So while flash pasteurisation isn’t a completely evil thing, if you’re a vegan or a rawist (or whatever), it’s likely the pasteurisation process won’t meet your standards of purity and ethics. If you’re going for maximum nutrition, you’re probably out of luck with a bottled smoothie, as the thing that seems best retained is the sugar from the fruits. Sure, it’s OK in a pinch, but I’m hard pressed (fnar) to accept that a 250mL bottle of an Innocent whatsit smoothie *really* gives you ‘two of your five a day’ (another concept that’s problematic, but I digress…) what with any pasteurisation process involved. Your best bet is still homemade or the fancy juice bar round the corner. Or hey, go the totally non fuss way and EAT THE FRUIT WHOLE. Crazy, I know… ;-)

A former personal trainer of mine once gave me the advice of “don’t drink your calories”, and much as I love a smoothie now and then, from a nutritional standpoint, I could’t agree more.

* OK, I don’t really believe in a BIG SMOOTHIE conspiracy, stop sending me tin foil…

** raw foodists advocate not cooking any food above 40 degrees celsius

References

Baldwin, E. A., Bai, J., Plotto, A., Cameron, R., Luzio, G., Narciso, J., et al. (2012). Effect of extraction method on quality of orange juice: hand-squeezed, commercial-fresh squeezed and processed. Journal of the Science of Food and Agriculture, 92(10), 2029–2042. doi:10.1002/jsfa.5587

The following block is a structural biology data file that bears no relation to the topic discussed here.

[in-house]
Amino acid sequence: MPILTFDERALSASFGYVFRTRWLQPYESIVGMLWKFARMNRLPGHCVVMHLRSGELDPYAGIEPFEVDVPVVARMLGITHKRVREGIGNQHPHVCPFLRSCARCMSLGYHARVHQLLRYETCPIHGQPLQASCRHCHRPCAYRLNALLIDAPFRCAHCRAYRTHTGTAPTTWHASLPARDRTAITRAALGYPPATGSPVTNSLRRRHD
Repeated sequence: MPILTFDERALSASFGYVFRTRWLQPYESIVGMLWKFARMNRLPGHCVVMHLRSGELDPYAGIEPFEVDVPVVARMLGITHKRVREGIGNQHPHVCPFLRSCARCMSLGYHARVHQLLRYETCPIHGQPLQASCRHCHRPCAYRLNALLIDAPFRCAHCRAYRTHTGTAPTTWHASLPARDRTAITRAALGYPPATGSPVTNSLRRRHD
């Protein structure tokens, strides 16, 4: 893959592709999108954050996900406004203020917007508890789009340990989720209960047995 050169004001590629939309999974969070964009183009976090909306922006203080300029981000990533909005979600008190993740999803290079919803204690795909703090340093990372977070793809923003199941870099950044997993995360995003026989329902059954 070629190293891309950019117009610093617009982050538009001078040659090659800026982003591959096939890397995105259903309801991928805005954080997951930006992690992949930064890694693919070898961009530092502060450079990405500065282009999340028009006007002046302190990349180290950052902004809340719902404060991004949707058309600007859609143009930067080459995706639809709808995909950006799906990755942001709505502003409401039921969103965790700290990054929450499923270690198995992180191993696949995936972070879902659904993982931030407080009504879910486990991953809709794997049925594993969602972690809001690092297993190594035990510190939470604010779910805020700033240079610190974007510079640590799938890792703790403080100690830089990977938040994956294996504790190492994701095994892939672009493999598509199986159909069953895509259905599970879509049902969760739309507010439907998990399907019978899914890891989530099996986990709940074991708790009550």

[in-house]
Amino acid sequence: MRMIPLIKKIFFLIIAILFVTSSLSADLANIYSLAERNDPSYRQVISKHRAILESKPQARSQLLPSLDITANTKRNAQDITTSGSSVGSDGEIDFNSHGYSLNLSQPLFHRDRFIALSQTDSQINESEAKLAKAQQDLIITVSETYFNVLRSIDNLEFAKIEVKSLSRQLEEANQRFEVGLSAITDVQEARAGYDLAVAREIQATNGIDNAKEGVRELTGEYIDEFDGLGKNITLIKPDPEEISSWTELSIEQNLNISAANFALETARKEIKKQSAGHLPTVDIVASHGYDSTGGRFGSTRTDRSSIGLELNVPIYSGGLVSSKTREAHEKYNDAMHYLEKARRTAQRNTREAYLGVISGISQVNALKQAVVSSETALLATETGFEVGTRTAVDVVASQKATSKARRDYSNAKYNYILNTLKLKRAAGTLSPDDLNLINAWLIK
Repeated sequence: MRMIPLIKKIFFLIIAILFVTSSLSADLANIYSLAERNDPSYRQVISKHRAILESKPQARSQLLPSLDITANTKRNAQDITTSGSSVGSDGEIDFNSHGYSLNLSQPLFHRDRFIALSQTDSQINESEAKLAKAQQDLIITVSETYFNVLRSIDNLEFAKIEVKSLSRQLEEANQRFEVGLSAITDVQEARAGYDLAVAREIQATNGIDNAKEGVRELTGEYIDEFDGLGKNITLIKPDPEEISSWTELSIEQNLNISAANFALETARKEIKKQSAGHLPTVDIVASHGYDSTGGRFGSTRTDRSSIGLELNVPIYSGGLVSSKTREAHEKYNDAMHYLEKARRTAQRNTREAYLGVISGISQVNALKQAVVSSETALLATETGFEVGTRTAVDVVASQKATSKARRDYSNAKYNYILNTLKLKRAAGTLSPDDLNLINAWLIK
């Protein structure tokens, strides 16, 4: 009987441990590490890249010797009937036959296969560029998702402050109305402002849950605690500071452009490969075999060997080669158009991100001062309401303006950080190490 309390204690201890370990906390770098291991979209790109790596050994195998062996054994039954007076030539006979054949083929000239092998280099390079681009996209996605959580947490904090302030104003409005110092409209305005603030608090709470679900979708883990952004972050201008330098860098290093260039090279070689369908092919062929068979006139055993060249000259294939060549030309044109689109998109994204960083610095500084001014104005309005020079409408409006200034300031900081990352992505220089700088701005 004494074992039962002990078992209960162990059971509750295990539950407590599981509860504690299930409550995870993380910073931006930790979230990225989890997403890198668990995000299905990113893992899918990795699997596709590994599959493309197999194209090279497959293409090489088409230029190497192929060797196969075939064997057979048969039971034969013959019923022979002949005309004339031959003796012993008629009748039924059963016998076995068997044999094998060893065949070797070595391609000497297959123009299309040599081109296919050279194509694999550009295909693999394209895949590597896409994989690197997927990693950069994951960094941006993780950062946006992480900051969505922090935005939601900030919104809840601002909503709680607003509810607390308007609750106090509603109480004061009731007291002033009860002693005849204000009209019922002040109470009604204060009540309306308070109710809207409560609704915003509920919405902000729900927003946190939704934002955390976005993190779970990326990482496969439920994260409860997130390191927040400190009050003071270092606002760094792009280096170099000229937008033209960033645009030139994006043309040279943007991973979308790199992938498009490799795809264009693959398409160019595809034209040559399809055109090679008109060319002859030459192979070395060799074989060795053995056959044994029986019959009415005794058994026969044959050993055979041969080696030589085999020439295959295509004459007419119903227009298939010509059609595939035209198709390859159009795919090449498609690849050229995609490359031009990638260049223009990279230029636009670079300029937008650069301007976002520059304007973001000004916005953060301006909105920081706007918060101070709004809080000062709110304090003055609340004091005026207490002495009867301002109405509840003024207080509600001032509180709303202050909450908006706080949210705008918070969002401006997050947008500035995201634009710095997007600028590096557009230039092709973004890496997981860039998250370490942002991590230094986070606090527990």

Skahill, B. A. (2009). Effects of Thermal Processing on Antioxidant, Phenolic and Anthocyanin Levels in Blackcurrant Juice Rutgers, The State University of New Jersey, 1–67.

de Oliveira, R. C., Docê, R. C., & de Barros, S. T. D. (2012). Clarification of passion fruit juice by microfiltration: Analyses of operating parameters, study of membrane fouling and juice quality. Journal of Food Engineering, 111(2), 432–439. doi:10.1016/j.jfoodeng.2012.01.021

A happy and ‘Fast’ 2013!

Firstly, a big thank you to all the readers, followers and especially comment contributors of Shrokit’s Corner. You’ve driven up my blog stats :-) but more than that, you’ve kept an interesting conversation going both here and on twitter, and that’s been really rewarding for me as a fledgling blogger.

Those of you who found your way here via the BBC Horizon site, hungry for more info on 2:5 fasting after watching the programme Eat, Fast, Live Longer may well know that Dr Mosley has come out with a new book: The Fast Diet

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What you may not know, is that this little old blog is featured in it (though I’ve not seen the end product, so I don’t know by how much – if anyone has a copy already, do let me know), and that’s no small thanks to the discussions inspired in the comments section.